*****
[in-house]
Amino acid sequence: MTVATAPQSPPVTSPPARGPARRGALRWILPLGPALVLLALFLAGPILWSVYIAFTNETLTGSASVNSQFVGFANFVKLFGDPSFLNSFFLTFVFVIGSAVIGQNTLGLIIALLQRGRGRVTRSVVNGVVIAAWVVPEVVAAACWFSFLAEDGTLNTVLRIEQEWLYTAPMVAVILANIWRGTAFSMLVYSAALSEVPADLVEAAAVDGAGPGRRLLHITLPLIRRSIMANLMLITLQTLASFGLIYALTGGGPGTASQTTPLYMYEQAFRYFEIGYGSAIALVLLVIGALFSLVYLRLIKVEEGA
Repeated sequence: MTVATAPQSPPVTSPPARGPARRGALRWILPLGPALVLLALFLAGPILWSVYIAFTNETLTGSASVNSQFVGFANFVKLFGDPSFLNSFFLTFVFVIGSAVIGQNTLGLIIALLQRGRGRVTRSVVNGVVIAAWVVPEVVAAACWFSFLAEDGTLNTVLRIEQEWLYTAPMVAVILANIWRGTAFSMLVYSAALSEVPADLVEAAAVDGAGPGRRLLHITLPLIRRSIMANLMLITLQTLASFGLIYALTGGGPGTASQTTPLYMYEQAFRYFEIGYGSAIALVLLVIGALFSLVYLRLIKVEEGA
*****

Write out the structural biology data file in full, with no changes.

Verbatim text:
[in-house]
Amino acid sequence: MTVATAPQSPPVTSPPARGPARRGALRWILPLGPALVLLALFLAGPILWSVYIAFTNETLTGSASVNSQFVGFANFVKLFGDPSFLNSFFLTFVFVIGSAVIGQNTLGLIIALLQRGRGRVTRSVVNGVVIAAWVVPEVVAAACWFSFLAEDGTLNTVLRIEQEWLYTAPMVAVILANIWRGTAFSMLVYSAALSEVPADLVEAAAVDGAGPGRRLLHITLPLIRRSIMANLMLITLQTLASFGLIYALTGGGPGTASQTTPLYMYEQAFRYFEIGYGSAIALVLLVIGALFSLVYLRLIKVEEGA
Repeated sequence: MTVATAPQSPPVTSPPARGPARRGALRWILPLGPALVLLALFLAGPILWSVYIAFTNETLTGSASVNSQFVGFANFVKLFGDPSFLNSFFLTFVFVIGSAVIGQNTLGLIIALLQRGRGRVTRSVVNGVVIAAWVVPEVVAAACWFSFLAEDGTLNTVLRIEQEWLYTAPMVAVILANIWRGTAFSMLVYSAALSEVPADLVEAAAVDGAGPGRRLLHITLPLIRRSIMANLMLITLQTLASFGLIYALTGGGPGTASQTTPLYMYEQAFRYFEIGYGSAIALVLLVIGALFSLVYLRLIKVEEGA